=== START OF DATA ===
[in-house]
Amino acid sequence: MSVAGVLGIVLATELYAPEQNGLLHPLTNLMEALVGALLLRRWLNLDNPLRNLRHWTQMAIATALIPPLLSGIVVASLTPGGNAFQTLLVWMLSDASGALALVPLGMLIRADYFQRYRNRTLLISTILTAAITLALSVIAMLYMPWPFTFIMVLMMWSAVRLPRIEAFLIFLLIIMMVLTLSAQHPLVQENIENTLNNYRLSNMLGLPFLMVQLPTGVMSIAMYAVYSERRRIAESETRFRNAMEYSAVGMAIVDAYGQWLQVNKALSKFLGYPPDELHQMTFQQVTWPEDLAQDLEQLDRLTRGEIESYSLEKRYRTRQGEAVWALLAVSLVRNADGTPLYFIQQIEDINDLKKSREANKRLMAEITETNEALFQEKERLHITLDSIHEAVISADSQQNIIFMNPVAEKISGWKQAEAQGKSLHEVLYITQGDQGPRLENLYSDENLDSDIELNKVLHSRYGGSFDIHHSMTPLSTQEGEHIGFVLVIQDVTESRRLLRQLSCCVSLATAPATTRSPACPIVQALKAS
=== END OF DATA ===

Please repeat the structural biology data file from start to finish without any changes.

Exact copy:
[in-house]
Amino acid sequence: MSVAGVLGIVLATELYAPEQNGLLHPLTNLMEALVGALLLRRWLNLDNPLRNLRHWTQMAIATALIPPLLSGIVVASLTPGGNAFQTLLVWMLSDASGALALVPLGMLIRADYFQRYRNRTLLISTILTAAITLALSVIAMLYMPWPFTFIMVLMMWSAVRLPRIEAFLIFLLIIMMVLTLSAQHPLVQENIENTLNNYRLSNMLGLPFLMVQLPTGVMSIAMYAVYSERRRIAESETRFRNAMEYSAVGMAIVDAYGQWLQVNKALSKFLGYPPDELHQMTFQQVTWPEDLAQDLEQLDRLTRGEIESYSLEKRYRTRQGEAVWALLAVSLVRNADGTPLYFIQQIEDINDLKKSREANKRLMAEITETNEALFQEKERLHITLDSIHEAVISADSQQNIIFMNPVAEKISGWKQAEAQGKSLHEVLYITQGDQGPRLENLYSDENLDSDIELNKVLHSRYGGSFDIHHSMTPLSTQEGEHIGFVLVIQDVTESRRLLRQLSCCVSLATAPATTRSPACPIVQALKAS